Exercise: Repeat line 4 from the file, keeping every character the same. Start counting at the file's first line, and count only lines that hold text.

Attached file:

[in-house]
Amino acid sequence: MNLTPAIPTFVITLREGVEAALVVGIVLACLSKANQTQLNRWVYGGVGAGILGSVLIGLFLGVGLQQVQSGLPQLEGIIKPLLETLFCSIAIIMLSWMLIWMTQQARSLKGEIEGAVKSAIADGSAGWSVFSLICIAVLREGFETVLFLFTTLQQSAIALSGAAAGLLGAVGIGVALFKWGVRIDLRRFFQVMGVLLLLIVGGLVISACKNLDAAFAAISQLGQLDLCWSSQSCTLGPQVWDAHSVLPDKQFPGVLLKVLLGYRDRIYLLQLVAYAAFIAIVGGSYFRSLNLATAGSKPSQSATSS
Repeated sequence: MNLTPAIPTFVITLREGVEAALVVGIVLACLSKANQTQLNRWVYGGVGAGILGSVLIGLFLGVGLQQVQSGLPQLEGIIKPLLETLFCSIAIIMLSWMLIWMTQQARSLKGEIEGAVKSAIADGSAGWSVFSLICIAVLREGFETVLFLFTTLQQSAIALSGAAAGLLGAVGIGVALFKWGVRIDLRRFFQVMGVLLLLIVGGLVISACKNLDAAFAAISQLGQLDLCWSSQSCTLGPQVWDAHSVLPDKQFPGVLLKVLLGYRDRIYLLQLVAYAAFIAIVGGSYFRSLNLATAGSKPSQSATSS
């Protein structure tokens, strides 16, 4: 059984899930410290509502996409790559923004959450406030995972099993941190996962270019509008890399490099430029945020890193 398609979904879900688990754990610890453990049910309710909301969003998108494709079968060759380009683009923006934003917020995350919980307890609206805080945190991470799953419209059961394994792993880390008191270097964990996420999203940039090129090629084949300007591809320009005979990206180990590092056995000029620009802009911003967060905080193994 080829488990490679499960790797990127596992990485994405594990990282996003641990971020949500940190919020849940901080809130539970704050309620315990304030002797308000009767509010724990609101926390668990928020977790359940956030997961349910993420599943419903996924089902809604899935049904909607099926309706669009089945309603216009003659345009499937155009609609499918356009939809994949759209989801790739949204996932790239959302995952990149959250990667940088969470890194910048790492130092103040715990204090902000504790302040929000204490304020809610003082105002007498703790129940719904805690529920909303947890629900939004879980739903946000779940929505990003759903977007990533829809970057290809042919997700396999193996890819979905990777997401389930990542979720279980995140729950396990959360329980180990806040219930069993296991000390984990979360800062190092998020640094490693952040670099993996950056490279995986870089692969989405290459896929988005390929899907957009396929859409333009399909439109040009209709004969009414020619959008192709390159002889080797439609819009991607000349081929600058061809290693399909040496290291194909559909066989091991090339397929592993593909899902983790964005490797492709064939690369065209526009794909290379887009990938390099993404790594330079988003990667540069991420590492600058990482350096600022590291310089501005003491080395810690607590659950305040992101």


């Protein structure tokens, strides 16, 4: 059984899930410290509502996409790559923004959450406030995972099993941190996962270019509008890399490099430029945020890193 398609979904879900688990754990610890453990049910309710909301969003998108494709079968060759380009683009923006934003917020995350919980307890609206805080945190991470799953419209059961394994792993880390008191270097964990996420999203940039090129090629084949300007591809320009005979990206180990590092056995000029620009802009911003967060905080193994 080829488990490679499960790797990127596992990485994405594990990282996003641990971020949500940190919020849940901080809130539970704050309620315990304030002797308000009767509010724990609101926390668990928020977790359940956030997961349910993420599943419903996924089902809604899935049904909607099926309706669009089945309603216009003659345009499937155009609609499918356009939809994949759209989801790739949204996932790239959302995952990149959250990667940088969470890194910048790492130092103040715990204090902000504790302040929000204490304020809610003082105002007498703790129940719904805690529920909303947890629900939004879980739903946000779940929505990003759903977007990533829809970057290809042919997700396999193996890819979905990777997401389930990542979720279980995140729950396990959360329980180990806040219930069993296991000390984990979360800062190092998020640094490693952040670099993996950056490279995986870089692969989405290459896929988005390929899907957009396929859409333009399909439109040009209709004969009414020619959008192709390159002889080797439609819009991607000349081929600058061809290693399909040496290291194909559909066989091991090339397929592993593909899902983790964005490797492709064939690369065209526009794909290379887009990938390099993404790594330079988003990667540069991420590492600058990482350096600022590291310089501005003491080395810690607590659950305040992101």